The One Thing That Limits God’s Actions

Used with permission from http://bit.ly/1vuhPKE
Used with permission from http://bit.ly/1vuhPKE

Jesus’ power and authority in this world are bound only by His divine choice.

  Nothing on this earth binds the will of God!

If He wants to calm a storm, He calms a storm.

If He wants to cast out a demon, He says one word, “Go!” and they’re gone.

If He wants to heal a sickness, He heals a sickness.

But if He does not want to calm a storm—if He does not want to give faith where there is unbelief—if He does not want to convert people’s hearts, then He is not bound to do so.

The only thing that limits the action of God is the desire of God.

I hope by now that you’re seeing why this seems like a problem to us.  I hope you feel the tension.  Because that tension exists in our lives.

The struggles we have, whether physical, spiritual, relational, or otherwise—the struggles we have in every arena of life—these struggles are not bigger than God.  He could solve them with a word right now.

But instead, He has made an intentional choice to allow those struggles to continue.  He is Lord of every arena of your life—His will is ultimate and He can change anything He wants.

And that raises the question:

If He has the power and authority to do so, then why doesn’t He bring peace, freedom, and restoration to every arena of my life?  And more than that, why doesn’t He bring peace, freedom, and restoration to the whole world right now?

How have you come to terms with this difficult question?  Share your thoughts below!

This is an excerpt from last Sunday’s sermon at Faith Presbyterian Church in Covington, LA.  For more, listen here or subscribe to our podcast here.

Can the Cycle of Hopelessness Be Interrupted?

…everyone who hears these words of [Jesus’] and does not put them into practice is like a foolish man who built his house on sand.  The rain came down, the streams rose, and the winds blew and beat against that house, and it fell with a great crash.  (Matthew 7:26-27)

Every one of us knows the story of the foolish man all too well.  We’ve seen the wreckage over and over again.

We sin, we struggle, we start to do better, and then the storm comes and it all falls apart again.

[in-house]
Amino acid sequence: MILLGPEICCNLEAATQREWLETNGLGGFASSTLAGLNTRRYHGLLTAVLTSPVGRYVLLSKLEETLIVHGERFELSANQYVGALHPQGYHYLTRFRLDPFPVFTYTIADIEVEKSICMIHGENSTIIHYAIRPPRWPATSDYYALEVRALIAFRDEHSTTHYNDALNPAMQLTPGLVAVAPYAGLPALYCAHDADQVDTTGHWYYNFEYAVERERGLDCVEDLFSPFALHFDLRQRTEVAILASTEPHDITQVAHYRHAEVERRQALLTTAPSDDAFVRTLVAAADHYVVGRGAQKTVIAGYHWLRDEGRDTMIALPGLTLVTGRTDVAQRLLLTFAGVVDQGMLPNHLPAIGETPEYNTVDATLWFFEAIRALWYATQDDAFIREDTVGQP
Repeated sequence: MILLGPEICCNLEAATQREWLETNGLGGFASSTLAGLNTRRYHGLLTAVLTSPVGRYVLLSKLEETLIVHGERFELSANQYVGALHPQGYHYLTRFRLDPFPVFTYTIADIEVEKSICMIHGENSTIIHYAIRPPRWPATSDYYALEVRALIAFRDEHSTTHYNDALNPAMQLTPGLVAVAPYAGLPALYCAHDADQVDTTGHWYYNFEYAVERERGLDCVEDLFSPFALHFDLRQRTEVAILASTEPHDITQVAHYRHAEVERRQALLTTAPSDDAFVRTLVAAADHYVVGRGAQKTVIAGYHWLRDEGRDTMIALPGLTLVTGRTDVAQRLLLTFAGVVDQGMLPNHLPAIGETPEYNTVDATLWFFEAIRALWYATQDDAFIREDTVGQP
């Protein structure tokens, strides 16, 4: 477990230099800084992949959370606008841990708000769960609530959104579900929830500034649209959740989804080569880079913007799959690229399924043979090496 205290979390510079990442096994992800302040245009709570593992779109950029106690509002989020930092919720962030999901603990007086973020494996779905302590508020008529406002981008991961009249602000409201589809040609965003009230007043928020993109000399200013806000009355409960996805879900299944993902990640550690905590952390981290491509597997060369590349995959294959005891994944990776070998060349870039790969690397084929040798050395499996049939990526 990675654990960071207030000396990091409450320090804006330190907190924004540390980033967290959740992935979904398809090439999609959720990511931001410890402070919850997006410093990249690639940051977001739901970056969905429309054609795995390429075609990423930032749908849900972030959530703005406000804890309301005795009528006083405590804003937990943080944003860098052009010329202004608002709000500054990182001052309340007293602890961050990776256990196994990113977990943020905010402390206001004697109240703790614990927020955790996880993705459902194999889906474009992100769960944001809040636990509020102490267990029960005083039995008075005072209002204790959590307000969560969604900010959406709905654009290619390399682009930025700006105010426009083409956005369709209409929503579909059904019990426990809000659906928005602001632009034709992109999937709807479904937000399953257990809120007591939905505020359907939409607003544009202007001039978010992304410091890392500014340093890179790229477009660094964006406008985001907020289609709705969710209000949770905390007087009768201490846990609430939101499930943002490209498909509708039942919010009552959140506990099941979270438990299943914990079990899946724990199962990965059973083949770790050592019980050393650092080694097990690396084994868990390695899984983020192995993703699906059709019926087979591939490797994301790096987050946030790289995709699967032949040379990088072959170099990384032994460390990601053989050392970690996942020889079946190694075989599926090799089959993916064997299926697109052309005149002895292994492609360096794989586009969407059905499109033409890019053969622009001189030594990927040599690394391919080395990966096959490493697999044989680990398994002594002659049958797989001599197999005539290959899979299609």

We start to repair our relationships, but then something cataclysmic happens and we just can’t get it together.

We feel trapped in these cycles of building and collapsing—building and collapsingBut what would happen if that cycle was interrupted?

What if instead of falling to temptation—what if instead of going backwards—what if you actually saw progress?

What if instead of your marriage feeling cold and distant—what if instead of the same arguments over and over—what if you actually saw forgiveness and health?

What if all these cycles in your relationship with God, in your family, in your friendships, in your workplace, in your personal life—what if these cycles could be interrupted and replaced with something better?

That, my friends, is how hope begins.  With the cycle being broken.

This is an excerpt from last Sunday’s sermon at Faith Presbyterian Church in Covington, LA.  For more, listen here or subscribe to our podcast here.

You Are Not Alone In Your Exclusion

On the cross, Jesus cried out a mystifying question: “My God, my God, why have you forsaken me?”

A question worth considering!  Why did God allow His only Son to die in disgrace?

The answer is this: God forsook Jesus for us.

The Father’s love for you was so great that He traded His only Son for you.

Jesus was excluded, so that you might be included.  Jesus was killed, that you might live.  Your sin was given to Jesus and everything that was His in His humanity became yours through faith: His righteousness, His place in His Father’s family, His glory.

You inherit all of this by believing that His death was sufficient for you.

Through His own exclusion, Jesus has accomplished your inclusion in God’s family.  You no longer have to fear God.  God is no longer far from you.  Your heavenly Father loves you.  And why?  Because of the work of Jesus alone.

This is an excerpt from last Sunday’s sermon at Faith Presbyterian Church in Covington, LA.  For more, listen here or subscribe to our podcast here.

The Mournful Longing of Desire

It was a long time, twenty years in all, that the ark [of the covenant] remained at Kiriath Jearim, and all the people of Israel mourned and sought after Yahweh. (1 Samuel 7:2)

Every person knows this mournful, longing desire.

Feeling like God is far, far away.

Looking up into the blackness of night and feeling nothing but the cold distance of an empty universe.

Longing, begging, and searching for peace.

Wanting to know that there’s a meaning and a purpose to all this.

Wanting some sense of connection with the divine and the eternal and the purposeful.

And as we mourn and long for something bigger—something better—something more satisfying—as we find ourselves in that place of need, God interrupts our longing with grace.

This is an excerpt from this Sunday’s sermon at Faith Presbyterian Church in Covington, LA.  Please join us at 10:30am for worship!